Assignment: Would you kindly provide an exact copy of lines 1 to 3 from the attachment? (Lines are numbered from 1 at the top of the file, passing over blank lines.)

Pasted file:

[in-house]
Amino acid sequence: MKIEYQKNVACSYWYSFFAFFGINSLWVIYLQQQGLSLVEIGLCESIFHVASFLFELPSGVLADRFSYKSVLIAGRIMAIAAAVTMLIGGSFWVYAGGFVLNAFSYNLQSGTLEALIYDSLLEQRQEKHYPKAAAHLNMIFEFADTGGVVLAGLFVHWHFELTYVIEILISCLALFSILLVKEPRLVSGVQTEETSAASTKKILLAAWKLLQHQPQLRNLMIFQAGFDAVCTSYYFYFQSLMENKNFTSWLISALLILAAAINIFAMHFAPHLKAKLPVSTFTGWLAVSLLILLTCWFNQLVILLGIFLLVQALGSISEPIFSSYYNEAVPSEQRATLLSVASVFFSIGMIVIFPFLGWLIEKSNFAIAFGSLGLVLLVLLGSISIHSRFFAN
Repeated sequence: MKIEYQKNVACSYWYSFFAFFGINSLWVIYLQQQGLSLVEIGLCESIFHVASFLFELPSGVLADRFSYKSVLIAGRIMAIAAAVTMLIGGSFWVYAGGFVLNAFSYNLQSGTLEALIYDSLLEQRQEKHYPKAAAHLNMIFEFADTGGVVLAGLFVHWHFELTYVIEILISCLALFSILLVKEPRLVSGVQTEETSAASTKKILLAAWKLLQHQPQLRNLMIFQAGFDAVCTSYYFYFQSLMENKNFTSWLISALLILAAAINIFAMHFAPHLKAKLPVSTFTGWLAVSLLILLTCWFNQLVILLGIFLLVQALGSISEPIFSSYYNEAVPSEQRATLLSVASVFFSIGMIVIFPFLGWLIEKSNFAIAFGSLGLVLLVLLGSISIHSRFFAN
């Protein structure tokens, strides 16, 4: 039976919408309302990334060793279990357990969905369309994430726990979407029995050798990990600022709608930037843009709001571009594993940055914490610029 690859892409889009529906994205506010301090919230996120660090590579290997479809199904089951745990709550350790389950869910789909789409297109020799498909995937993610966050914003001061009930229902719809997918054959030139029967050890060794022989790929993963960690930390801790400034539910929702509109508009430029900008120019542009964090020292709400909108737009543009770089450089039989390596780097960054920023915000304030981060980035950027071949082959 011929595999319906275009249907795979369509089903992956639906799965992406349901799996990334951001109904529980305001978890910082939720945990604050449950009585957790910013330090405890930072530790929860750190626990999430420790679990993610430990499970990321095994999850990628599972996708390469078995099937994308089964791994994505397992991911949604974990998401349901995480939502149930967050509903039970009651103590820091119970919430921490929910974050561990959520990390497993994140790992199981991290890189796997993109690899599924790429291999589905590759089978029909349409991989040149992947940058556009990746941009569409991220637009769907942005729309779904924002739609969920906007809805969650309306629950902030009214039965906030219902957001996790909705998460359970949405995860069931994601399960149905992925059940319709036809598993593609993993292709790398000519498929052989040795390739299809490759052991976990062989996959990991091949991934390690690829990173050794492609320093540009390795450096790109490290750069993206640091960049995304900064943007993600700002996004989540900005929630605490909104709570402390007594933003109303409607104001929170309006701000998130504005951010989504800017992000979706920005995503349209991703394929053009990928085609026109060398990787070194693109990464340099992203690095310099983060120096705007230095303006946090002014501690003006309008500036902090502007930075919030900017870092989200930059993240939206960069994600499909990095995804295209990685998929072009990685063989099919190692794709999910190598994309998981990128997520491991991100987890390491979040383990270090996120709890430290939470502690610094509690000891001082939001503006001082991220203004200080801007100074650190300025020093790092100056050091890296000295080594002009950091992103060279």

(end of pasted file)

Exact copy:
[in-house]
Amino acid sequence: MKIEYQKNVACSYWYSFFAFFGINSLWVIYLQQQGLSLVEIGLCESIFHVASFLFELPSGVLADRFSYKSVLIAGRIMAIAAAVTMLIGGSFWVYAGGFVLNAFSYNLQSGTLEALIYDSLLEQRQEKHYPKAAAHLNMIFEFADTGGVVLAGLFVHWHFELTYVIEILISCLALFSILLVKEPRLVSGVQTEETSAASTKKILLAAWKLLQHQPQLRNLMIFQAGFDAVCTSYYFYFQSLMENKNFTSWLISALLILAAAINIFAMHFAPHLKAKLPVSTFTGWLAVSLLILLTCWFNQLVILLGIFLLVQALGSISEPIFSSYYNEAVPSEQRATLLSVASVFFSIGMIVIFPFLGWLIEKSNFAIAFGSLGLVLLVLLGSISIHSRFFAN
Repeated sequence: MKIEYQKNVACSYWYSFFAFFGINSLWVIYLQQQGLSLVEIGLCESIFHVASFLFELPSGVLADRFSYKSVLIAGRIMAIAAAVTMLIGGSFWVYAGGFVLNAFSYNLQSGTLEALIYDSLLEQRQEKHYPKAAAHLNMIFEFADTGGVVLAGLFVHWHFELTYVIEILISCLALFSILLVKEPRLVSGVQTEETSAASTKKILLAAWKLLQHQPQLRNLMIFQAGFDAVCTSYYFYFQSLMENKNFTSWLISALLILAAAINIFAMHFAPHLKAKLPVSTFTGWLAVSLLILLTCWFNQLVILLGIFLLVQALGSISEPIFSSYYNEAVPSEQRATLLSVASVFFSIGMIVIFPFLGWLIEKSNFAIAFGSLGLVLLVLLGSISIHSRFFAN